Google is rolling out an update to Gmail that will expand searches from the Inbox to include email in the Spam folder.
Thanks to artificial intelligence, Google has cut the Gmail spam filter's false-positive rate -- where wanted emails are wrongly marked as spam -- down to 0.05 percent.
That's better than it was but still not perfect, and it can be frustrating when an email that should have been delivered -- such as, say, a job offer -- was missed because it was in the spam folder.
To address this Google is changing the way search works in Gmail to make it easier to search the Spam folder, which has previously been excluded from searches from the main interface.
"Sometimes emails are mistakenly marked as spam or put into Trash, and they can be difficult to discover via search. To help address this issue, Gmail will now search in both the Trash and Spam folders (only Trash was indexed previously)," Google said on its Apps Updates blog.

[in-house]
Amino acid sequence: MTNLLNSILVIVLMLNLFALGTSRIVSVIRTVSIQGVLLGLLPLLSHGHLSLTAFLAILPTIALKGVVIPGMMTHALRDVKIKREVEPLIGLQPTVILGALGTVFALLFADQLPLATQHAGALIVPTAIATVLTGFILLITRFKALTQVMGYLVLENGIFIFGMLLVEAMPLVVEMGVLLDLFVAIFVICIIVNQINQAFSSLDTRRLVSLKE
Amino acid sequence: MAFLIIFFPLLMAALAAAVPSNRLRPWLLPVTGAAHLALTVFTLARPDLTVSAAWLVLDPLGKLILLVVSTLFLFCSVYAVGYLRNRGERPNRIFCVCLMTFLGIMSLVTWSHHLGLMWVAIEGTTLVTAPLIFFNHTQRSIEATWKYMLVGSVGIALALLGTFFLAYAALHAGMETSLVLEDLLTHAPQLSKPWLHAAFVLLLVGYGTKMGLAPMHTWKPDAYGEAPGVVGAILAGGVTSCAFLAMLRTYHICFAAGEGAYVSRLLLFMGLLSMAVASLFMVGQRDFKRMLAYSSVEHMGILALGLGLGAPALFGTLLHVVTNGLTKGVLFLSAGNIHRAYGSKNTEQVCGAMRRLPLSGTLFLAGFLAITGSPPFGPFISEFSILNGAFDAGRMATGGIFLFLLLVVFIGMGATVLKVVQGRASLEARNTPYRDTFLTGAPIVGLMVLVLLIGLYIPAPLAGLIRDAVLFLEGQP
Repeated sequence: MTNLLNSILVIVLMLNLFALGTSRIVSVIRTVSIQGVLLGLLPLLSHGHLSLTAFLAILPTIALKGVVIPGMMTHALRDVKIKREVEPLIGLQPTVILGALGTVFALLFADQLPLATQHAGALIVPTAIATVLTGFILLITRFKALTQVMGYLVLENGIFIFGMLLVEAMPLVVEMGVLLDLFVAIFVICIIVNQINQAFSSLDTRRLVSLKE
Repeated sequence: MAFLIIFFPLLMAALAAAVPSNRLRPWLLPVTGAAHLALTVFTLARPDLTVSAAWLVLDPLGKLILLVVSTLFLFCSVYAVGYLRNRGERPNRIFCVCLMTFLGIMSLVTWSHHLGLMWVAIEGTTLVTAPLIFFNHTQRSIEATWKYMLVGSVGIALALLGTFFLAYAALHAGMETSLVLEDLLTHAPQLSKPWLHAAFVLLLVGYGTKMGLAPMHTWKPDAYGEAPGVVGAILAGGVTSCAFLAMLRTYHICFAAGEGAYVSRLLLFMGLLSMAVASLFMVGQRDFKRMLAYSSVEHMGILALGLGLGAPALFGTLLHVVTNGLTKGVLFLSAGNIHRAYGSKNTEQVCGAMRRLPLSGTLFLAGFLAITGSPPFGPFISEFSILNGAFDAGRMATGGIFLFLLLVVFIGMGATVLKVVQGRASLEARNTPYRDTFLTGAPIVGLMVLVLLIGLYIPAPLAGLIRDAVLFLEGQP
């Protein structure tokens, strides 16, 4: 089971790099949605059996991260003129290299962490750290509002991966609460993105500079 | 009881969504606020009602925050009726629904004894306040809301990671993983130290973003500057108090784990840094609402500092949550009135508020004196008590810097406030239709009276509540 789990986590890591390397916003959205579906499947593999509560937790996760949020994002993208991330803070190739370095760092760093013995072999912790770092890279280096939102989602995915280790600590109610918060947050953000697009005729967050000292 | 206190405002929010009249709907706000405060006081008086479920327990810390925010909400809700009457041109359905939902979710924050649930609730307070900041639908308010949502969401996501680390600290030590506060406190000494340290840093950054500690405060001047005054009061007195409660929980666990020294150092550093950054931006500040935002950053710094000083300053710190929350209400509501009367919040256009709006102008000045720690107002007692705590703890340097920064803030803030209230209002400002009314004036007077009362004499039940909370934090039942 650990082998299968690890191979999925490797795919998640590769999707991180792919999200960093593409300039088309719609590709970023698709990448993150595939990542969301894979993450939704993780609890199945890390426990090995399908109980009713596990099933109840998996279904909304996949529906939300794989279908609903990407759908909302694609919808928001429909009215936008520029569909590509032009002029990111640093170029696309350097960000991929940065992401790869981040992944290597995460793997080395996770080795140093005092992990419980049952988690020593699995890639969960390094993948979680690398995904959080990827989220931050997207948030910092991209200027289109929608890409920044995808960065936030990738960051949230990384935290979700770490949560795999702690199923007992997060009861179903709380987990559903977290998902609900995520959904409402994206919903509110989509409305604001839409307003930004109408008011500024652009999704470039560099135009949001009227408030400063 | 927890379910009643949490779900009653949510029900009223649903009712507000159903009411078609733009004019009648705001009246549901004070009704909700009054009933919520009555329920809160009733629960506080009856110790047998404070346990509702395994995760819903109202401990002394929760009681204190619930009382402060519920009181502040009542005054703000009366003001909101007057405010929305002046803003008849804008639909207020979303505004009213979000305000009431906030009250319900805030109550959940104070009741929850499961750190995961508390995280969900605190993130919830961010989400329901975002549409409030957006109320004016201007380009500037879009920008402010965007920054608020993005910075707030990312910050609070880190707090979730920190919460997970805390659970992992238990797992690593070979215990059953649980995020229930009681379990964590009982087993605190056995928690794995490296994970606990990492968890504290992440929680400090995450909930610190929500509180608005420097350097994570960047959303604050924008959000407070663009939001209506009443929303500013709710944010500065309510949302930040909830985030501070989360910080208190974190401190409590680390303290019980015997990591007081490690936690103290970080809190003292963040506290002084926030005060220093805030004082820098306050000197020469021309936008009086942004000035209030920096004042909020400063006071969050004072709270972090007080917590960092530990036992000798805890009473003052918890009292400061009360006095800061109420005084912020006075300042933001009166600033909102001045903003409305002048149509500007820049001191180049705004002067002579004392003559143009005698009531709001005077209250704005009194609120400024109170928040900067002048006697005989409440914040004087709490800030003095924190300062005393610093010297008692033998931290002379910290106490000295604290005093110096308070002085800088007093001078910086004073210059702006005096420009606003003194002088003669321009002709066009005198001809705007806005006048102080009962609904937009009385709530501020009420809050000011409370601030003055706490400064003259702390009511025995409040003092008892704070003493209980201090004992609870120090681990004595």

If a message in the Spam folder matches the search term, Gmail will present a footer at the bottom of search results.
The feature has just been announced and is scheduled to roll out in the coming weeks.
If the search query is too general and doesn't produce any relevant results, Gmail will then present a different footer that guides the user to its advanced search operators, such as "sender: [name]", before: [date], or size: [file size].
Google revealed last week that it's also tapping its machine-intelligence researchers to make it easier to reply to emails in its AI-powered Inbox app by Gmail.
Called SmartReply, it's meant to allow Inbox users to give an appropriate reply with just few taps instead of typing the whole message.
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